Archives for posts with tag: New York

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It’s been six years! Can you believe it?!

Justin Timberlake will be performing in his suit and tie at the Grammy Awards on February 10 and not long after that his new album, The 20/20 Experience will be released in the US on March 19.


Jean-Michael Basquiat was an expressionist in every sense of the word. Born and raised in New York, he became known for his graffiti work as the lyrical Samo. He played the clarinet in the band Gray, made films with friends in downtown Manhattan but it’s his brilliant paintings that saw him rise to international fame.

In the documentary below, Radiant Child, we get to see Basquiat paint, party long into the night with friends and hear him speak about his life in rare interview footage. His humble beginnings living on the streets of New York and meteoric rise to become one of the most distinctive painters of his generation was sadly short-lived. The radiant child never really grew up but his work lives on.

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Before Garance Doré, The Sartorialist or Jak & Jil– there was Bill Cunningham. Standing on the corner of New York’s streets capturing everyday fashion as people go by, Bill Cunningham is known as the street fashion photographer. A documentary of this very talented man was directed by Richard Press and released earlier this year. I’ve got to say, it’s prettty rare to admire a person’s character as well as their work.

Below is the preview. It’ll have it’s UK release on 9 January 2012.

Work of Art:The Next Great Artist  is my weekly recommended dose of reality television. (I very luckily did not develop a taste for Jersey Shore or X Factor). It follows the basic structure of most reality competitions: contestants face a weekly challenge, each one harder than the last, each leading to the final gigantic cash prize. It’s the modern day fairy tale.

Here, fourteen up-and-coming artists go up against each other for a solo show at the Brooklyn Museum and $100, 000 cash prize. Their judges are the business, Bill Powers is co-owner of Half Gallery in New York and Jerry Saltz is the senior art critic for the New York Times. Art auctioneer Simon de Pury adds French class and world wide renown to the mix as the well-meaning mentor.

But apart from the well-placed credentials, why do I like this version of the fairy tale? It’s about the art! These artists are all talented in their own disciplines, be it photography, sculpture or film and they must produce an original piece each week inspired by anything from pop art to parkour. Yes, this show is that cool.There is a scope of interpretation that excites me- artists are encouraged to be limitless with their imagination.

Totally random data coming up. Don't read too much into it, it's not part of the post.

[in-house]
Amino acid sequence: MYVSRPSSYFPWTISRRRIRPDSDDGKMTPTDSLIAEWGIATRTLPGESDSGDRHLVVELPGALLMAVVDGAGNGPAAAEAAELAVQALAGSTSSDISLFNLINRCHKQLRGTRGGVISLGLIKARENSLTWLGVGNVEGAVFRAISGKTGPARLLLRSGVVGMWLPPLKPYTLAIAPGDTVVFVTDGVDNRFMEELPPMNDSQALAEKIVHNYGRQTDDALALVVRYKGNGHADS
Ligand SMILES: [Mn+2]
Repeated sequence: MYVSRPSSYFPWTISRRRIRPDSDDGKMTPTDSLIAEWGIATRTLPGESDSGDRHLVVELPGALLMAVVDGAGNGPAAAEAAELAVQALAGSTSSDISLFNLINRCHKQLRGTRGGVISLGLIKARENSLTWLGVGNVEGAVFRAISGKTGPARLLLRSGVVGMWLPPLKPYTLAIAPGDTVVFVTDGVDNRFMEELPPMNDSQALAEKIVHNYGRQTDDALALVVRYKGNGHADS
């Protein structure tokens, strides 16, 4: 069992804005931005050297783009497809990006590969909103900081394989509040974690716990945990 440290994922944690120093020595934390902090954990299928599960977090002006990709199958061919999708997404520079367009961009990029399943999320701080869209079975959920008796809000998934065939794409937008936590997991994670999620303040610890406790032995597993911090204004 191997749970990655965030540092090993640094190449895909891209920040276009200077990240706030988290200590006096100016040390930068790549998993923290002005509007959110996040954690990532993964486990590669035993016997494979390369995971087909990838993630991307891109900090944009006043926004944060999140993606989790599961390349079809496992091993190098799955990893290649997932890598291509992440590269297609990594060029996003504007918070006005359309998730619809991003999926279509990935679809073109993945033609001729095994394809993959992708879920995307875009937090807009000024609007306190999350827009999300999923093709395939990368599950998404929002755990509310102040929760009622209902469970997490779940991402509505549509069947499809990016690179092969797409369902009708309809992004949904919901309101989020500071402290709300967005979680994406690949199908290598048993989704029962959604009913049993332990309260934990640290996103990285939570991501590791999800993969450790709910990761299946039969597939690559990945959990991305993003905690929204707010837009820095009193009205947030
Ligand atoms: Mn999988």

You can feel arty and cultured here.

If perspective is everything, what does the Black Power Movement look like through the eyes of Swedish filmmakers? Forty year old tapes were found in a basement  and they take us back to a tumultous and exciting time in US history. Unseen footage and interviews with important figures of the time form the amazing mix that is this film.

Last Friday was the UK premiere at the Ritzy in Brixton for the The Black Power Mixtape 1967-1975. In the middle of all the trouble in the South, Swedish filmmakers went over to America to see what was going on. This unique viewpoint of naivety and eagerness to understand makes this film special. Coupled with Olsson’s editing, Mixtape is a stellar re-mastering of the Movement.

As the name suggests, the film moves chronologically from 1967 to 1975, highlighting how the influence of drugs, the Vietnam war and assassinations affected the movement’s progress.Olsson has gathered many greats in this story- great revolutionaries, such as Angela Davis, Harry Belafonte and Stokely Carmichael; great commentators like Erykah Badu and Abiodun Oyewole.

Amidst the nine years  of struggle, there is also a humour in this film I’ve never seen before when discussing the movement. It adds to the humanity and defiance of Davis and Stokely that they still had it in them to laugh and be hopeful in spite of their circumstances.  And hope will always be heroic.

Here’s the trailer:

The Influencers documentary has me missing New York. The number of people in a small space, the smells, the hot dogs, the music, all of it. I think there’s a trip to NY in order for next year. Til then, I’m going to watch re-runs of How To Make It in America cos they’ve got that New York vibe down pat.

Bryan Greenberg, the star of the show gives us a tour of his top 12 DVDs. He may just be a bigger fan of NY than me.